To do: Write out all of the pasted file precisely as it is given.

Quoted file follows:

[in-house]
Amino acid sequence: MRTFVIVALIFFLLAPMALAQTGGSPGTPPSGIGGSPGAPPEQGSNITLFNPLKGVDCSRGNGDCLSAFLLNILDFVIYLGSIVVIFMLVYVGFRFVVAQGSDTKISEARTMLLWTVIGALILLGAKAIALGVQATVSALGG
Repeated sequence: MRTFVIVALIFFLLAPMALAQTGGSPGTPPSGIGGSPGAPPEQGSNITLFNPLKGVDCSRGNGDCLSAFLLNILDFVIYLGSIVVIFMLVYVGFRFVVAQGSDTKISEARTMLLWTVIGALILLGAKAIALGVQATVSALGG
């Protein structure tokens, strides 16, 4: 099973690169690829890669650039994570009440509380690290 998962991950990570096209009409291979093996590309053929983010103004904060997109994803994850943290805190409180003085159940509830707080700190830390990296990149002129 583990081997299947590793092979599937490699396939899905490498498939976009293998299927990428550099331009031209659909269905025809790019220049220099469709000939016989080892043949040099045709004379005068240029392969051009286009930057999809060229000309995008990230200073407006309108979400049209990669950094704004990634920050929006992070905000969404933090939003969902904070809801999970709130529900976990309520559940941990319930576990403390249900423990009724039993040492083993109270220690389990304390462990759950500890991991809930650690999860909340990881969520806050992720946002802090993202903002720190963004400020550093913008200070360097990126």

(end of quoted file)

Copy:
[in-house]
Amino acid sequence: MRTFVIVALIFFLLAPMALAQTGGSPGTPPSGIGGSPGAPPEQGSNITLFNPLKGVDCSRGNGDCLSAFLLNILDFVIYLGSIVVIFMLVYVGFRFVVAQGSDTKISEARTMLLWTVIGALILLGAKAIALGVQATVSALGG
Repeated sequence: MRTFVIVALIFFLLAPMALAQTGGSPGTPPSGIGGSPGAPPEQGSNITLFNPLKGVDCSRGNGDCLSAFLLNILDFVIYLGSIVVIFMLVYVGFRFVVAQGSDTKISEARTMLLWTVIGALILLGAKAIALGVQATVSALGG
């Protein structure tokens, strides 16, 4: 099973690169690829890669650039994570009440509380690290 998962991950990570096209009409291979093996590309053929983010103004904060997109994803994850943290805190409180003085159940509830707080700190830390990296990149002129 583990081997299947590793092979599937490699396939899905490498498939976009293998299927990428550099331009031209659909269905025809790019220049220099469709000939016989080892043949040099045709004379005068240029392969051009286009930057999809060229000309995008990230200073407006309108979400049209990669950094704004990634920050929006992070905000969404933090939003969902904070809801999970709130529900976990309520559940941990319930576990403390249900423990009724039993040492083993109270220690389990304390462990759950500890991991809930650690999860909340990881969520806050992720946002802090993202903002720190963004400020550093913008200070360097990126």